Many of our actions will affect the welfare of future people. For instance, continued emissions of greenhouse gases (GHG) may lead to future environmental degradation, which will negatively affect people's lives. If we continue GHG-emissions, are we harming future people? In light of
the non-identity problem, apparently, we are not. This article assesses three recent attempts (by Carter, Page and Kumar) at grounding concern for future generations in person-affecting moral theory. Although these attempts are promising, the conclusion is that none is completely successful.
It seems, then, that we have reason to incorporate a limited measure of consequentialism into person-affecting morality. More precisely, I suggest that we should adopt a version of telic sufficientarianism.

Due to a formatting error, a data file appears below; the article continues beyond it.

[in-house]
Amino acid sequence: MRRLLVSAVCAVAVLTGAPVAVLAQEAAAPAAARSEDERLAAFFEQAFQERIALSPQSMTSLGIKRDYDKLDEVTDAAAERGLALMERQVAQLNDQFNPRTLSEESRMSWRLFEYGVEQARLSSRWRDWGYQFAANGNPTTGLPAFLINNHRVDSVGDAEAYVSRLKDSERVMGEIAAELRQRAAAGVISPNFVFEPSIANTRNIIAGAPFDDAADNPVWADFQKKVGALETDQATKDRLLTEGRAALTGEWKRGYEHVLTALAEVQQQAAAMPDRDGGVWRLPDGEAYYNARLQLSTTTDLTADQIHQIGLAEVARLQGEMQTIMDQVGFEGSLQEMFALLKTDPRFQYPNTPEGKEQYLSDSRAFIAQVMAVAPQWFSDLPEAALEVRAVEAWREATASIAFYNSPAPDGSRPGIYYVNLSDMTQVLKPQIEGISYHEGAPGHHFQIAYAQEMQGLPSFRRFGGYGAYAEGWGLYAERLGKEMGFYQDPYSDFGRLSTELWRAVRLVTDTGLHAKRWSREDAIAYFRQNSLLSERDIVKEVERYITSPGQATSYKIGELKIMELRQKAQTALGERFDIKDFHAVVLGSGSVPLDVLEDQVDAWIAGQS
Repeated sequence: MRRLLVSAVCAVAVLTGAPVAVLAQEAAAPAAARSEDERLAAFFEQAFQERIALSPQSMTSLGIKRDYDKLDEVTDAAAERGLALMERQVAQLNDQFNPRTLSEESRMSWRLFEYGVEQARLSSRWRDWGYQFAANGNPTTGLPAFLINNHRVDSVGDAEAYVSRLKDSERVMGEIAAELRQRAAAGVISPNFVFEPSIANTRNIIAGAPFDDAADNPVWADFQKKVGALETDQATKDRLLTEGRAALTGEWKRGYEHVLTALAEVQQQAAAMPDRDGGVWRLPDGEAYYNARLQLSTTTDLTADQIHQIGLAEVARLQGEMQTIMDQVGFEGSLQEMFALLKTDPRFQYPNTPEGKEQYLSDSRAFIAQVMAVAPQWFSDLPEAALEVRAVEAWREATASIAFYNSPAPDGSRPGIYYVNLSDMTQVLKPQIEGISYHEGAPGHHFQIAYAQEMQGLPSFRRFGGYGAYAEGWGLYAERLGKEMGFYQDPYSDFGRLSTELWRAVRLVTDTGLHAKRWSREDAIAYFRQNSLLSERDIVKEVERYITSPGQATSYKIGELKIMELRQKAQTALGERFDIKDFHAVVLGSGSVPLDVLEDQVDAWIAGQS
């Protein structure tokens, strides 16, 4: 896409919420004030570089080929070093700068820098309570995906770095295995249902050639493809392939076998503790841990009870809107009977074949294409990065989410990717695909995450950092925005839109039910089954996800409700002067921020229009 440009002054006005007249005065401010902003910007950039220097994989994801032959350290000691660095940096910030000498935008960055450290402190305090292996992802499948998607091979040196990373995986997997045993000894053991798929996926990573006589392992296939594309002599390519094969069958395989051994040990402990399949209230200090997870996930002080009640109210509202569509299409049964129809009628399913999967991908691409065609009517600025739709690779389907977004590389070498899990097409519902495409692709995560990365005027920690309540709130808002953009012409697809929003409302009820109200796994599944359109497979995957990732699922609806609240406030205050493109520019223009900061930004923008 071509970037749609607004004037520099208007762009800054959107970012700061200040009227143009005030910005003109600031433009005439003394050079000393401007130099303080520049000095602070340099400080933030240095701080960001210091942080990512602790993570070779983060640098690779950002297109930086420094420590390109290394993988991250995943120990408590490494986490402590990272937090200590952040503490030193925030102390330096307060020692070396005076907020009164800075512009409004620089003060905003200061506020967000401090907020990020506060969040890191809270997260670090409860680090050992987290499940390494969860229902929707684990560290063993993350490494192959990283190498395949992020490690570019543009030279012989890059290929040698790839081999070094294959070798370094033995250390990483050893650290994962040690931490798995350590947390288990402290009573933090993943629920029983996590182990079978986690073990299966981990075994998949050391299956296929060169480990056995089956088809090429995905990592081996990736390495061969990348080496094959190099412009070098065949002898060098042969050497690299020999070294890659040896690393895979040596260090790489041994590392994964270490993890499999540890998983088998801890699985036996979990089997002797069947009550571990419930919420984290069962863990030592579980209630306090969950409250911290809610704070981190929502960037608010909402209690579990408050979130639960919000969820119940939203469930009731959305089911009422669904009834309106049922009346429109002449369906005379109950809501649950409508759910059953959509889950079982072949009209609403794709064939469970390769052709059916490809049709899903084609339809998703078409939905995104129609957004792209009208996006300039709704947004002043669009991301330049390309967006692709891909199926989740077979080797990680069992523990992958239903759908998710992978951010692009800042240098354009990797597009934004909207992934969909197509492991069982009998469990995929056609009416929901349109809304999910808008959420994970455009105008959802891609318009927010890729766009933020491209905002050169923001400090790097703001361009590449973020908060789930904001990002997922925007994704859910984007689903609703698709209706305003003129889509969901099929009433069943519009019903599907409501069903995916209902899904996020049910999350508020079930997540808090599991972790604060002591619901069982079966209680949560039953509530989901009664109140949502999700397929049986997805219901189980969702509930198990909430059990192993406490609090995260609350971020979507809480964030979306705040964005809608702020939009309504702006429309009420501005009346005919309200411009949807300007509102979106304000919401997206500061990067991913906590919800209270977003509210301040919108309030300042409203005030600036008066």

Environmental Values is an international peer-reviewed journal that brings together contributions from philosophy, economics, politics, sociology, geography, anthropology, ecology and other disciplines, which relate to the present and future environment of human beings and other species. In doing so we aim to clarify the relationship between practical policy issues and more fundamental underlying principles or assumptions.
Environmental Values has an impact factor (2013) of 1.739.